Fascinating and Fun Facts About Our Presidents

Celebrate President's Day with fun facts about our nation's presidents!

Celebrate President’s Day with fun facts about our nation’s presidents!

We know them as our commanders-in-chief, leaders who hold executive power, and men who always look academic, dignified and perfectly presidential in the paintings and photographs that document their lives. But there are some interesting tidbits about these men you probably didn’t hear in history class. To help celebrate President’s Day, here is a list of 25 intriguing facts about our presidents.

1. George Washington, the first president, had teeth that were made, not from wood, but from bone, hippopotamus ivory and human teeth.

2. Thomas Jefferson, the third president, designed his own original tombstone. While the epitaph includes that Jefferson was “The author of the American Declaration of Independence,” it makes no mention of his presidency.

3. John Quincy Adams, the sixth president, frequently skinny-dipped in the Potomac River in the early morning hours. Also, his is the oldest existing photograph* of a president. Thankfully, he was fully clothed for that.

4. Andrew Jackson, the seventh president, once killed a man in a duel over an argument that started when the man insulted Jackson’s wife, Rachel.

5. Martin Van Buren, the eighth president, was the first to be born a US citizen. The presidents before him were considered British subjects.

6. William Henry Harrison, the ninth president, died only a month after taking office. In rainy weather, he gave the lengthiest inaugural speech in history, caught pneumonia and died. His was the shortest presidency in history.

7. The tenth president, John Tyler, was born in 1790 when George Washington was still alive. Unbelievably, two of Tyler’s grandsons are still alive today.

8. Have you ever had a crush on a teacher? You’re not alone. Millard Fillmore, the 13th president, married his teacher, Abigail Powers.

9. James Buchanan, the 15th president, bought slaves in Washington D.C. and set them free in Pennsylvania.

10. In 1860 Abraham Lincoln grew a beard when an 11-year-old girl, Grace Bedell, wrote to him and told him he would stand a better chance of being elected president if he grew “whiskers.” He followed Bedell’s advice and soon after became the 16th president.

11. Andrew Johnson, the 17th president, was the first president to be impeached and then acquitted. It would be another 130 years before another president, William Jefferson “Bill” Clinton would be impeached. He was also acquitted.

12. Rutherford B. Hayes, the 19th president, was first to install a phone at the White House. Who was the first person he called? The man who invented the telephone, Alexander Graham Bell.

13. Multilingual and ambidextrous, James Garfield, the 20th president, could write Latin with one hand while writing in Greek with the other.

14. Chester Arthur, the 21st president, was a clothes horse. He reportedly owned 80 pairs of pants.

15. Teddy Bears are named for Theodore Roosevelt, the 26th president, because he once refused to shoot a bear his hunting companions tied to a tree.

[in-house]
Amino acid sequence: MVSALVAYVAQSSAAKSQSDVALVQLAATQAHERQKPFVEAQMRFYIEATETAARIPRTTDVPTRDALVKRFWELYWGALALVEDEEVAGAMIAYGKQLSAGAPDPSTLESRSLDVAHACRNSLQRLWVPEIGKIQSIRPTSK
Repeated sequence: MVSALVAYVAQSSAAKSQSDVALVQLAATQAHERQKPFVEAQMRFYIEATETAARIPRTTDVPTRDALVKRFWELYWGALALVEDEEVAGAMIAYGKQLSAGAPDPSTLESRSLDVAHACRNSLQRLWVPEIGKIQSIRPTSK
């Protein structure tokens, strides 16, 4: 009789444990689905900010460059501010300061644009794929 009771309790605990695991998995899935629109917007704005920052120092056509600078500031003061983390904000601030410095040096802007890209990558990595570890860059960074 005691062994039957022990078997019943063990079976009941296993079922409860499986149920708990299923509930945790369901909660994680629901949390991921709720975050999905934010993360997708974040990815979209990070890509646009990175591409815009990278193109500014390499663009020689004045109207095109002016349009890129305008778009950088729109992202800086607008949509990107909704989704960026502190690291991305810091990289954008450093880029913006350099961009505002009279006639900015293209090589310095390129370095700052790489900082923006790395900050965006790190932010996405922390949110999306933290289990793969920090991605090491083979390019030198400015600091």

16. Woodrow Wilson, the 28th president, loved golf so much that he painted his golf balls black so he could play in the snow.

17. Visitors to the White House had to be careful during Herbert Hoover’s administration. The 31st president was known to let his son Allan’s two pet alligators roam around the grounds.

18. Franklin Delano Roosevelt, the 32nd president, was related to 11 other presidents by either blood or marriage.

19. John F. Kennedy, the 35th president, donated his presidential salary to charity.

20. Gerald Ford, the 38th president, worked as a model while he was a college student at Yale, posing for Look Magazine and the cover of Cosmopolitan Magazine in 1942. He was also the only president never to have been elected to the office of president or vice president.

21. James Earl “Jimmy” Carter, the 39th president, was the first president to be born in a hospital.

22. Ronald Reagan, the 40th president, is credited with saving 77 lives during the seven summers he worked as a lifeguard.

23. George Herbert Walker Bush, the 41st president, learned the hard way not to attend an event when he had the flu. Despite his doctor’s orders, he went to an important dinner with the Japanese Prime Minister and proceeded to vomit and pass out at the dining table.

24. George W. Bush, the 43rd president, acted as head cheerleader for the football team when he was in high school.

25. Barack Obama, the 44th and current president, won Grammys in 2005 and 2007 in the Spoken Word Album category for his books, Dreams From My Father and The Audacity of Hope: Thoughts on Reclaiming the American Dream.

*It was William Henry Harrison, who had his photograph taken shortly after his fateful inaugural speech in 1841, who was the first president to be photographed. However, that photograph has been lost to history. So next in line would be John Quincy Adams, whose photograph was taken in 1843. That is the earliest photograph of a president that is in existence today. Some sources give Adams credit as being the first one to be photographed, but that may be because the photograph of Harrison was lost.

Janeen Lewis is a freelance writer and presidential history buff. She has been published in Chicken Soup for the Soul: The Multitasking Mom’s Survival Guide and GreenPrints: The Weeder’s Digest.

CLICK HERE for a fun quiz to test your knowledge of some of the presidents’ most memorable quotes!

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